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Interview with Michael Ehart

Many of our readers singled out Michael Ehart’s Without Napier as one of the best stories that we’ve published so far, and sent it soaring up EDF’s “Top Stories” list. Not surprisingly, the story placed as April’s most-read story. Michael graciously agreed to be interviewed, and we’ve included it below.

Interview with Michael Ehart

EDF:  What should people expect when they see a story with your byline under it?

ME: I think the most important thing people should expect from me is an actual story. I do everything I can to write the sort of stories I like to read— stylistically interesting, with characters as real as I can make them, doing the best they can to find their way through their life. Slice of life or character studies are far less interesting to me than a well-drawn character and their attempt to overcome a problem. Nearly everything I write has a noirish touch to it: a failed moral dilemma and how the protagonist deals with it, positively or not.

EDF:  Double Edged Publishing recently released your short story collection, “The Servant of the Manthycore” to critical acclaim (as well as acclaim from one overworked EDF editor!). Please describe your experience as a first time novelist.

ME: I thought I knew how things would go, as my mother is a romance novelist, and I sort of grew up in the craft. I was completely wrong. The truth is that everyone’s experience is different. The constants seem to be that you wait for what seems forever between the time the contract is signed and the book comes out, and then everything happens at warp speed, with nobody at the helm. One day I am a guy who writes, the next I am having a launch party with hundreds of people drinking my booze and telling me how great I am, or how great I’m going to be. The book has been out for six months now, and so some of the hectic pace has eased. Happily the reviews continue to be insanely positive, which is just fine with me!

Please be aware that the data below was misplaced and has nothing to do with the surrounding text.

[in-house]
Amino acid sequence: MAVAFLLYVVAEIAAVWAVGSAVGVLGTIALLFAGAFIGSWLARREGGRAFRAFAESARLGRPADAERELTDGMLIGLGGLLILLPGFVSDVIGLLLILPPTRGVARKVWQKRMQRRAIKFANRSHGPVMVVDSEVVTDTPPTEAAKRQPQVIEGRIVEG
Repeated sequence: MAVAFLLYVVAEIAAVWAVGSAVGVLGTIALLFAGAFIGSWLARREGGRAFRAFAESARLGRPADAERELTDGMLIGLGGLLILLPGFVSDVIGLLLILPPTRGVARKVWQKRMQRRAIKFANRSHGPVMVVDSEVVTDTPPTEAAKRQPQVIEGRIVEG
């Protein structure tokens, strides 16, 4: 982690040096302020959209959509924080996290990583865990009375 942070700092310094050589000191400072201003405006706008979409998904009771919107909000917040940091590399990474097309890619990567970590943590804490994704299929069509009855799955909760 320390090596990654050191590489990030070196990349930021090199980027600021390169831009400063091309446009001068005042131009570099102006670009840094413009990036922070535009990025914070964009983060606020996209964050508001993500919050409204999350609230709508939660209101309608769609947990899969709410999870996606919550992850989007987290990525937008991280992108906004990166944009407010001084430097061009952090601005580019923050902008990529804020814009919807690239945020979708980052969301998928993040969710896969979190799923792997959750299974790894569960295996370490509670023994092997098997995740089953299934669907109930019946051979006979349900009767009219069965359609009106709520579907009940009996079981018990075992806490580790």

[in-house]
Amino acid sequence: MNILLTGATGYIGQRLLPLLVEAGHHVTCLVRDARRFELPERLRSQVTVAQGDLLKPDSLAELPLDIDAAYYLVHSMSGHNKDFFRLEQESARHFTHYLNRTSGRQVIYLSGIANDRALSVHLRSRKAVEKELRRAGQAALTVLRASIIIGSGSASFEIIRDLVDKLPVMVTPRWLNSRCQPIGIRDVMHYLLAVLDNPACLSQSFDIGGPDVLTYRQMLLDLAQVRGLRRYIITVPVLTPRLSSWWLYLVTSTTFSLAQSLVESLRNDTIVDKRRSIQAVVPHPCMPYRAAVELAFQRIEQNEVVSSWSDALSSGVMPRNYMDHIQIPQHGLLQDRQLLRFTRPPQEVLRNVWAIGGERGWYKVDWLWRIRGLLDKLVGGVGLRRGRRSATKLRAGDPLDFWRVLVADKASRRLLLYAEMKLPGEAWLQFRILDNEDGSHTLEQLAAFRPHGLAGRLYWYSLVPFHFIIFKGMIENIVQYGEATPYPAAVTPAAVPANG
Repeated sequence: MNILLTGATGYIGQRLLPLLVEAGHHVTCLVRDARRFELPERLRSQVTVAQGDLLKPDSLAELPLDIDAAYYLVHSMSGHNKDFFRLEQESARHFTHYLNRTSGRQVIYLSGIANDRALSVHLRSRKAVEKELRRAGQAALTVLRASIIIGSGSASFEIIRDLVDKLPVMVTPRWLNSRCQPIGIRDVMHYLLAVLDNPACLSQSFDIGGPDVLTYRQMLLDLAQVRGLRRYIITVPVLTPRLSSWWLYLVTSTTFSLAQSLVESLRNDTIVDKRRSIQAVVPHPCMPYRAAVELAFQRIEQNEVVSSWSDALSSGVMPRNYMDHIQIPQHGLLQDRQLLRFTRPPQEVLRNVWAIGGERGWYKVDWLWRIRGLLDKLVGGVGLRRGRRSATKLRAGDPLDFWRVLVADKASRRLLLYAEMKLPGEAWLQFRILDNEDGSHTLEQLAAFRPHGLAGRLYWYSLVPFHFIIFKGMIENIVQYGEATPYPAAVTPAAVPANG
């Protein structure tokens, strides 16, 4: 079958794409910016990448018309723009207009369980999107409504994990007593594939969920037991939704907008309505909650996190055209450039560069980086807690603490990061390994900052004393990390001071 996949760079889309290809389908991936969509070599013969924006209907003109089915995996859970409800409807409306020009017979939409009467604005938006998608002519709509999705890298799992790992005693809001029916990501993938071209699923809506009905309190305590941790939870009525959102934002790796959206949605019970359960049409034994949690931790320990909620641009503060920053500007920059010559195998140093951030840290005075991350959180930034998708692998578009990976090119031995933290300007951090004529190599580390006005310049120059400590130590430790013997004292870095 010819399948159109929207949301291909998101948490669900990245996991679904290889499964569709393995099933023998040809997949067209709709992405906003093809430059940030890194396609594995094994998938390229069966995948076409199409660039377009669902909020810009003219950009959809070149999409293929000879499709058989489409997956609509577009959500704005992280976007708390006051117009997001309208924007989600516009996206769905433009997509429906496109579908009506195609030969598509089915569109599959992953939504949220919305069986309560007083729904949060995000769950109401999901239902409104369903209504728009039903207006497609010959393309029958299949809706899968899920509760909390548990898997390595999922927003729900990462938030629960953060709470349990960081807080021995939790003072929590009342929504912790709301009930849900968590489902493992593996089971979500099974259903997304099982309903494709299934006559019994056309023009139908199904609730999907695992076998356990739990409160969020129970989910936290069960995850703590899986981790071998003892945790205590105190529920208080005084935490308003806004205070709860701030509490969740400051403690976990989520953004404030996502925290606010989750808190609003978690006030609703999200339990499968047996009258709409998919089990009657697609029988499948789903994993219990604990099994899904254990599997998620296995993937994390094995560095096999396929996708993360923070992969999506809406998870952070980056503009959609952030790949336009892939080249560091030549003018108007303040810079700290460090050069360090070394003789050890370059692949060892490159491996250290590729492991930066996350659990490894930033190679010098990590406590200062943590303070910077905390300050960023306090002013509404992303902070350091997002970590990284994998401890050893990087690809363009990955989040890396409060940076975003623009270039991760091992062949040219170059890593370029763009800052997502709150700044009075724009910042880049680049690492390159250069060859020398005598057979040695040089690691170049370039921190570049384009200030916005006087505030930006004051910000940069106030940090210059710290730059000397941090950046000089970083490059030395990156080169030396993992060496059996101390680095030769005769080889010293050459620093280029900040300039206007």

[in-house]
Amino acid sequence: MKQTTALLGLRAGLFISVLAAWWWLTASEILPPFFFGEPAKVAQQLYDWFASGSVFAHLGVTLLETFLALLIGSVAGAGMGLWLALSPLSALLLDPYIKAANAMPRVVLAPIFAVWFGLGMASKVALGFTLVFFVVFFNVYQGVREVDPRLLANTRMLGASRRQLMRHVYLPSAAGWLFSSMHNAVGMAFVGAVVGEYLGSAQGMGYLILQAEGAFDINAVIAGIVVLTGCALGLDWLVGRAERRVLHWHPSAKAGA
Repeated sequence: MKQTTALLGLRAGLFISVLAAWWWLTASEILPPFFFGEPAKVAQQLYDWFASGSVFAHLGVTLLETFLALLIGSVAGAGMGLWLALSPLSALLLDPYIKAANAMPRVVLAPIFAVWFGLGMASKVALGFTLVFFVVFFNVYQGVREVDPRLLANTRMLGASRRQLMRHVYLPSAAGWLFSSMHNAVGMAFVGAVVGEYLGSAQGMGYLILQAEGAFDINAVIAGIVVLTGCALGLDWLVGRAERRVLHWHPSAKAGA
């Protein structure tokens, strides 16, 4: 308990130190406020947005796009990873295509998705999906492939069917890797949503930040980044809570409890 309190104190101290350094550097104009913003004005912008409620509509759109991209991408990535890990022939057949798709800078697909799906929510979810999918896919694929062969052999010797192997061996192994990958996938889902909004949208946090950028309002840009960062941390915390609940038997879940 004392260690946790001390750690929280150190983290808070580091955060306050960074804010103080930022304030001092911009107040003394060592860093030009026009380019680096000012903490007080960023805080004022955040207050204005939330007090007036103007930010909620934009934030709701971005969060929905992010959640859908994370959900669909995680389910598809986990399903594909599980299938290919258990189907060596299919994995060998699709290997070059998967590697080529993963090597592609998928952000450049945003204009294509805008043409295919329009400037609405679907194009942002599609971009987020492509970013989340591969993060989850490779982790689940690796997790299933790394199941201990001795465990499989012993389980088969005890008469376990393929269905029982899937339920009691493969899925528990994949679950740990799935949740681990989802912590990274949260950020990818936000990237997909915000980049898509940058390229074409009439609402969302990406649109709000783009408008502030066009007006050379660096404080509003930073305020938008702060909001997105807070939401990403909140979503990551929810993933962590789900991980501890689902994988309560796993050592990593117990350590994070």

EDF:   Your story collection featured an introduction by SFWA Grandmaster Michael Moorcock, creator of Elric. Would you say he influences your own writing? Do you have any other influences?

ME: Mike is an amazing writer, and as one of the shepherds of the New Wave influenced everyone who writes in Science Fiction and Fantasy, whether they realize it or not. His literary work is just as impressive, and he is as amazing a human being as he is a writer. I hope that I am just as influenced by his humanity as I am by his writing.
That said, if I had to pick just one writer whose style and storytelling skill I covet   the most, it would be the late Roger Zelazny. Adding others would have to include Raymond Chandler, Jane Austen and Robert B. Parker.

EDF:   As a dedicated SF convention attendee and panelist, would you mind describing your experiences?

ME: I do go to a lot of conventions, don’t I? I started years ago going with my mom to writers’ conferences, and literally wandered into my first SF convention in the late 1970s. For a number of years I stopped going, but the interest of my oldest son in SF got me going again about 5 years ago. I hadn’t written any fiction for over a decade and I had forgotten how much I liked it. So at first I was going to cons again to revisit old friends, but soon it was to make the sort of connections that help keep a writing career going.
Panels are fun. I get to talk about my obsessions to people who are equally or more obsessed, I get to plug my stuff, and when I’m moderating a panel on strong women protagonists with Barbara Hambly, or sharing a panel with Cory Doctorow on libraries of the future, the thrill is similar to jumping out of an airplane without a parachute, without the sudden unpleasant ending. Hopefully.

EDF:  You have a fair amount of experience in politics, both as a writer and also helping to manage your wife Rose’s political campaigns. Have you been able to use that in your fiction?